The latest Sky Atlantic series has been invaded by something more terrifying and insidious even than the White Walkers: feminism.
I’m a bit worried about Game of Thrones (Sky Atlantic). Not seriously worried: there’s too much money invested, too much narrative hinterland accrued, too much fan-loyalty not to frustrate, too engaging a cast, too brilliant an original conception for the makers to cock it up too badly.
Nevertheless, there were a couple of things that troubled me about the first episode of season seven. One: Ed Sheeran. He’s not the first pop star to make a cameo appearance in Thrones — that honour fell a while back to purveyors of epic, weirdy-warbly, Icelandic whale-music-rock, Sigur Ros — but he’s definitely the most obtrusive.
When Sigur Ros did it, no sooner had they started singing than they were driven offstage by a hail of coins from an unimpressed King Joffrey. With Ed Sheeran, on the other hand, we had to endure a full scene of him sitting there in the woods, being amiable Ed Sheeran with his ginger Ed Sheeran hair singing an Ed Sheeran-style song and being himself. And you just sat there thinking: ‘Here I am watching Ed Sheeran doing a cameo in Game of Thrones.’ Surely the very least they could have arranged is for him to have been stabbed, or something?
With his surprising appeal to teens and millennials, Jacob Rees-Mogg could be the perfect antidote to Corbynism.
‘We need to talk about why the internet is falling in love with Jacob Rees-Mogg, because it’s not OK,’ warns a recent post on the Corbynista website The Canary. Its anxiety is not misplaced. Polite, eloquent, witty, well-informed, coherent, principled — Jacob Rees-Mogg is the antithesis of almost every-thing the Labour party stands for under its current populist leadership. And far from putting off voters, it seems to be a winning formula. Even sections of the elusive and generally very left-wing youth vote appear to be warming to the idea that our next prime minister shouldn’t be (alleged) man-of-the-people Corbyn but yet another plummy, Old Etonian millionaire…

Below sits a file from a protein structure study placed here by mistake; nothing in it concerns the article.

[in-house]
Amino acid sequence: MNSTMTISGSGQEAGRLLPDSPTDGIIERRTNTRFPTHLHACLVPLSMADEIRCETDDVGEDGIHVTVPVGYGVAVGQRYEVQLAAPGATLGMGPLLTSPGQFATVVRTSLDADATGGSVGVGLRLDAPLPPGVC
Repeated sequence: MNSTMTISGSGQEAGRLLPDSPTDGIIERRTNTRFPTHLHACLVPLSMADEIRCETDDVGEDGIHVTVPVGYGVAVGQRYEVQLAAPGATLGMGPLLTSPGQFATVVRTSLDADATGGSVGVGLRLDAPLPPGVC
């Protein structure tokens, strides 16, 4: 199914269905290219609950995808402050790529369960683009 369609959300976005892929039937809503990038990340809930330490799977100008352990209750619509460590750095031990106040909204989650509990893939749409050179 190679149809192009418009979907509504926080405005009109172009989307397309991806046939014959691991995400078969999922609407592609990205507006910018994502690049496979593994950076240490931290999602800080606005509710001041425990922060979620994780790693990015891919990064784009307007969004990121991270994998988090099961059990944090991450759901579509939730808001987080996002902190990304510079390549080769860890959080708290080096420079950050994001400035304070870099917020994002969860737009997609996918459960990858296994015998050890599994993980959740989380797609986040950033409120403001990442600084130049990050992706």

This ought to make no sense at all. If there’s one lesson the Conservative party’s strategists have learned from Jeremy Corbyn’s performance in the polls — at the time of writing he has an eight-point lead — it’s that Britain has had enough of conservatism. Actually, the word they use is ‘austerity’ but it amounts to the same thing. So widespread is the panic in the party that even its more fiscally responsible luminaries are coming round to the idea that, from university tuition to the NHS, the only way to beat Corbyn is to talk and spend like socialists.
The wild French hills where the church slaughtered 20,000 for heresy.
I once spent three months living in the Languedoc, writing my first novel. The highlight was the few days I allowed myself away from my monastic schedule to visit Cathar country. I’d been dying to see it because the castles and the landscape are so stark and dramatic, the history is so dark, bloody and weird, and because I wanted to try cassoulet in its proper location.